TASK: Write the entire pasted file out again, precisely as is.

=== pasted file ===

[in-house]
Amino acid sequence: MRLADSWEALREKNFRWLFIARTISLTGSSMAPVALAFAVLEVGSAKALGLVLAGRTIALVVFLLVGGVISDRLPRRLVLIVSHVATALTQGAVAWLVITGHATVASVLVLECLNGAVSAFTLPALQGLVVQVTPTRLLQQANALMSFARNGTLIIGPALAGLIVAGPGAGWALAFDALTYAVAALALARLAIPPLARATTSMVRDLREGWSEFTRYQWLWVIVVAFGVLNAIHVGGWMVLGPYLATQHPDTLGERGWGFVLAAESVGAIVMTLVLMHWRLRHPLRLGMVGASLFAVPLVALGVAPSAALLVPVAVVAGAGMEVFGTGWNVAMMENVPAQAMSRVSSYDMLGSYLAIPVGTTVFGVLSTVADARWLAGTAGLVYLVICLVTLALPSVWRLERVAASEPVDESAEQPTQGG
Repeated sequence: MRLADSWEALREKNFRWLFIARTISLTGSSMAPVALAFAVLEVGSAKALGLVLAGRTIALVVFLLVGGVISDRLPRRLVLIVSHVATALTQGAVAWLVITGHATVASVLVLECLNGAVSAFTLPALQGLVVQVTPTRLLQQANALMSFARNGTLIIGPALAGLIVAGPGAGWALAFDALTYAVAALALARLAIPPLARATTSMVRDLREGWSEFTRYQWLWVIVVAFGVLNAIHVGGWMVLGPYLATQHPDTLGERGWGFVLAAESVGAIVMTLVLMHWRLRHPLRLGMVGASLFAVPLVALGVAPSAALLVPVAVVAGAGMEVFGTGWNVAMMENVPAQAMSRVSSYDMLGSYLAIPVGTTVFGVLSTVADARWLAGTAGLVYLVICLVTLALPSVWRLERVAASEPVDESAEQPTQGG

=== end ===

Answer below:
[in-house]
Amino acid sequence: MRLADSWEALREKNFRWLFIARTISLTGSSMAPVALAFAVLEVGSAKALGLVLAGRTIALVVFLLVGGVISDRLPRRLVLIVSHVATALTQGAVAWLVITGHATVASVLVLECLNGAVSAFTLPALQGLVVQVTPTRLLQQANALMSFARNGTLIIGPALAGLIVAGPGAGWALAFDALTYAVAALALARLAIPPLARATTSMVRDLREGWSEFTRYQWLWVIVVAFGVLNAIHVGGWMVLGPYLATQHPDTLGERGWGFVLAAESVGAIVMTLVLMHWRLRHPLRLGMVGASLFAVPLVALGVAPSAALLVPVAVVAGAGMEVFGTGWNVAMMENVPAQAMSRVSSYDMLGSYLAIPVGTTVFGVLSTVADARWLAGTAGLVYLVICLVTLALPSVWRLERVAASEPVDESAEQPTQGG
Repeated sequence: MRLADSWEALREKNFRWLFIARTISLTGSSMAPVALAFAVLEVGSAKALGLVLAGRTIALVVFLLVGGVISDRLPRRLVLIVSHVATALTQGAVAWLVITGHATVASVLVLECLNGAVSAFTLPALQGLVVQVTPTRLLQQANALMSFARNGTLIIGPALAGLIVAGPGAGWALAFDALTYAVAALALARLAIPPLARATTSMVRDLREGWSEFTRYQWLWVIVVAFGVLNAIHVGGWMVLGPYLATQHPDTLGERGWGFVLAAESVGAIVMTLVLMHWRLRHPLRLGMVGASLFAVPLVALGVAPSAALLVPVAVVAGAGMEVFGTGWNVAMMENVPAQAMSRVSSYDMLGSYLAIPVGTTVFGVLSTVADARWLAGTAGLVYLVICLVTLALPSVWRLERVAASEPVDESAEQPTQGG